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Everything you need to know about going on a low-cholesterol diet

Prima (UK) logo Prima (UK) 08/10/2017 Sara D'souza

Getty + Westend61 Getty + Westend61 We hear so much about our cholesterol levels and how important it is to keep them in check, but what exactly is cholesterol? 

Expert Orla Kearney, clinical specialist liver dietician at the Royal Free hospital in London, describes it as 'a type of sticky fat needed to produce the body's building blocks (cells), hormones and vitamins' and quite simply, that we 'cannot live without it'.

'Cholesterol is a fatty substance made naturally by our body in the liver and found in some foods,' she says. 'It is found in foods such as eggs, shellfish and organ meats however these foods do not need to be avoided as dietary cholesterol has very little impact on our blood cholesterol. It is a myth that we need to limit the amount of eggs that we eat.'

Types of cholesterol

Orla explains that cholesterol 'is carried in particles called lipoproteins'. There are two main types of lipoproteins in the body:

  • High Density Lipoprotein (HDL)known as 'good' cholesterol.
  • Low Density Lipoprotein (LDL) (known as 'bad' cholesterol). Too much LDL cholesterol can stick to the inside of our blood vessels.

'Over time the build up of LDL cholesterol can narrow our blood vessels restricting blood flow to the heart,' Orla says. and here is where the problems begin, increasing your risk of heart disease.

© Provided by National magazine company ltd (Hearst UK) How to test your cholesterol level 

It's super easy to work out if your cholesterol is at a safe level with a simple blood test. Orla recommends that the test should be taken 'every five years if you are between the ages of 40 and 75' and 'every 12 months if you are on cholesterol lowering medication'.

'Make sure that you are well hydrated before your test and have eaten normally unless otherwise advised by your doctor or health care professional,' she advises.

The NHS offers free cholesterol tests for certain groups of people. You can get a test:

  • Every 5 years if you are between the ages of 40 and 75
  • Every 12 months if you are on cholesterol-lowering medication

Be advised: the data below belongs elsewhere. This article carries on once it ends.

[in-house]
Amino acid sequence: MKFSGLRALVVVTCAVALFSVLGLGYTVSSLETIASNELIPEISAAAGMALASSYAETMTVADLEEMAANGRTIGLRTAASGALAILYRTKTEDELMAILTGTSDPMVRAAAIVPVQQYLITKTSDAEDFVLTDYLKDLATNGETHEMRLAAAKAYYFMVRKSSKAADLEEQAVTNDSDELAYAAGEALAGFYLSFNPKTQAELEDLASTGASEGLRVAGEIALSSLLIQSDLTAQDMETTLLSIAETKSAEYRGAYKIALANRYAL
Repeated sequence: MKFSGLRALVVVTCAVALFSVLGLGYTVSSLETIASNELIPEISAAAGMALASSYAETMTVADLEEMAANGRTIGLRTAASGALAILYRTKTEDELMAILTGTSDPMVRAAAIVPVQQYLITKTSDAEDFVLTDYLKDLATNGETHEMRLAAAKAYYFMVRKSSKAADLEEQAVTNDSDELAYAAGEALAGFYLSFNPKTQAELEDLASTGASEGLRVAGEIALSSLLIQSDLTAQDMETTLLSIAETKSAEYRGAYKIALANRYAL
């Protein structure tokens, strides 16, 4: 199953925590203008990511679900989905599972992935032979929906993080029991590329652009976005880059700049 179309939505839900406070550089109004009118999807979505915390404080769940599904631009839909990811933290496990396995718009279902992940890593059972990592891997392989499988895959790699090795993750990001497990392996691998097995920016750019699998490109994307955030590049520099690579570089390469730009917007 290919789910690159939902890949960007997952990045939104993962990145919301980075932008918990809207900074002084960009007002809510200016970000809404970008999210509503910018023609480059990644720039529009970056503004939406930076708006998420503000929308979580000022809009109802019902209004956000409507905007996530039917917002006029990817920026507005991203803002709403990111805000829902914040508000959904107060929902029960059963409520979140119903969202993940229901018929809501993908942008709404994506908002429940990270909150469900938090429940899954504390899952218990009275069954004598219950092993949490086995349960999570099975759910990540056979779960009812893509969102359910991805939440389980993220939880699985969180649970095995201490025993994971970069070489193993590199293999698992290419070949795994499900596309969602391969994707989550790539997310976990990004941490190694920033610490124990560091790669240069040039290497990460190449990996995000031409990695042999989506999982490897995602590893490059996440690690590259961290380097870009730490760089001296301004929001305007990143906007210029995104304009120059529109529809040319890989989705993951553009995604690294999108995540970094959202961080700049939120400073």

• Any child of a parent with inherited high cholesterol (FH) – by the age of 10
  • First degree relatives of a person with FH on being told of the risk

Ask your GP or practice nurse to see if you're eligible. Otherwise some pharmacies offer them for a fee cost.

'It is important to get cholesterol checked by a trained professional as home testing kits are not recommended, as they can give inaccurate and misleading results,' says Orla.

© Provided by National magazine company ltd (Hearst UK) What to do if you've been diagnosed with high cholesterol? 

The biggest impact you can have on reducing your cholesterol is immediately lowering your intake of fatty foods. These foods include the vast majority of dairy (butter, full-fat cheese, milk, cream and yoghurt) and also some meat, including sausages.

Processed food goes high on the list of foods to avoid for high cholesterol and those with a sweet tooth beware – chocolate, pastries and biscuits are all on the no-go list.

Other things that can help with immediate effect are stopping smoking, drinking less and taking up more exercise.

'Don't expect to change your lifestyle overnight,' says Orla. 'For most of us that's just not possible.

'Try to identify two or three things you can do now and which you can maintain. Think how they can become a regular part of your lifestyle.

'Once new habits are established try making more changes. Small changes can result in a big difference to your health over time.'

Maintaining a low-cholesterol diet

Dietary changes can have a huge impact. 'A cholesterol-lowering diet can lower cholesterol by 20%' says Orla.

Easy and effective changes to work into your diet include:

  • Eat more oats (we've got some great oat recipes here) because they absorb LDL cholesterol in the body
  • Tea is also fantastic at absorbing LDL, with green teas coming out on top for being rich in anti-oxidants.
  • Adopt a Mediterranean-style diet that is low in saturated fat, high in fibre, low in salt and rich in fruit and vegetables is cholesterol- lowering.

Work it out

In combination with a great diet, Orla says 'studies show combined high intensity and resistance exercise shows improvements in both "good" HDL cholesterol and "bad" LDL cholesterol.'

Related: 5 Foods to Rev Up Your Metabolism (provided by Cooking Light)

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